Companion Planting

Raised Bed Plan – Spinach, Lettuce, Pointed Cabbage, Savoy Cabbage

Raised Bed Plan – Spinach, Lettuce, Pointed Cabbage and Savoy Cabbage
This Raised Bed is planned to give two batches during the same season. Most of my Raised Beds in my 2017 Garden Plan are planned to give three batches, but since Pointed Cabbage and Savoy Cabbage both can accept colder temperatures I count on them lasting longer in the Winter than most other crops and I will not plan a third batch of Vegetables in this Raised Bed.

First batch:

  • Spinach, Lettuce

Second batch:

  • Pointed Cabbage, Savoy Cabbage

Why these crops?
Pointed Cabbage and Savoy Cabbage are new to me, but I’ve been wanting to grow them for a few years and now it’s time to try. I grow Spinach and Lettuce in the first batch since they are fast and cold resistant enough to be Winter Sown.

2b = This bed is in the “Heavy Feeders” Quarter in my Crop Rotation Plan. Besides from being Heavy Feeders, Cabbages are also sensitive to diseases that can be caused from growing Cabbages in the same place for more than one year, so rotate Cabbages each year (on at least a 4 year Rotation Plan, preferable a 6 year Rotation Plan but that requires more space).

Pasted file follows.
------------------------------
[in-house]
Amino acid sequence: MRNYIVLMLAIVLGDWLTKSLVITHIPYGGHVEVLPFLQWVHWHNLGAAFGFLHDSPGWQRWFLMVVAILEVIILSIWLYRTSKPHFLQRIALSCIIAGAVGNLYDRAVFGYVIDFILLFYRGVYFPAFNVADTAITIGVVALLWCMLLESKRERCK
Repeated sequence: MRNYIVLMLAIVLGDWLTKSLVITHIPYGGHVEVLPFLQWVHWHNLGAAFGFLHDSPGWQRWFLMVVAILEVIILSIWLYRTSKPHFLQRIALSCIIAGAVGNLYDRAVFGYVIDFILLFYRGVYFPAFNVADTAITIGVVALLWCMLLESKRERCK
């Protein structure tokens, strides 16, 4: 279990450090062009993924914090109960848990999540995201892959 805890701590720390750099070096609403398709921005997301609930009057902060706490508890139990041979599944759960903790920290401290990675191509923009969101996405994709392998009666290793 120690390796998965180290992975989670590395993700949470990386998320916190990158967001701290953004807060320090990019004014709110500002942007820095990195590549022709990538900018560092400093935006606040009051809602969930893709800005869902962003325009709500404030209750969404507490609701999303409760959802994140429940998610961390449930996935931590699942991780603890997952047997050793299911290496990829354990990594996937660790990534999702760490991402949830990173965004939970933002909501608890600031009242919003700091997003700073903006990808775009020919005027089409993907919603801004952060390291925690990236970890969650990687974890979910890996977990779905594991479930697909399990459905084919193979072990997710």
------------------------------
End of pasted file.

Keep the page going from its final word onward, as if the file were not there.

It is one out of Several Garden Beds (29 when I’m writing this, but tends to be more and more each season…) See the total list of beds and Layout in my Garden Plan for Raised Beds 2017.

Time Plan for this Bed
The dates will depend a lot on where you live, and what average temperatures and sunny hours you have at different months. I’m in Northern Europe and this is the Plan I follow:

January – end of: 

  • Winter sow Green Kale in a Plastic Box or Greenhouse. More about Winter Sowing in this post from last Season: Winter Sowing Seeds.

March – beginning:

  • Remove Ground Coverage and cover the Raised Bed with Glass or Plastic lid to allow the Sun to warm it up faster
  • Start Spinach and Lettuce Seeds indoors

March – end of: 

  • Add Cow or Chicken Manure to the Raised Bed
  • Add Compost to the Bed

April – beginning:

  • Transplant Lettuce plants outdoors

May – mid:

  • Check that the winter sown cabbage plants are OK. If not, start new seeds indoors now.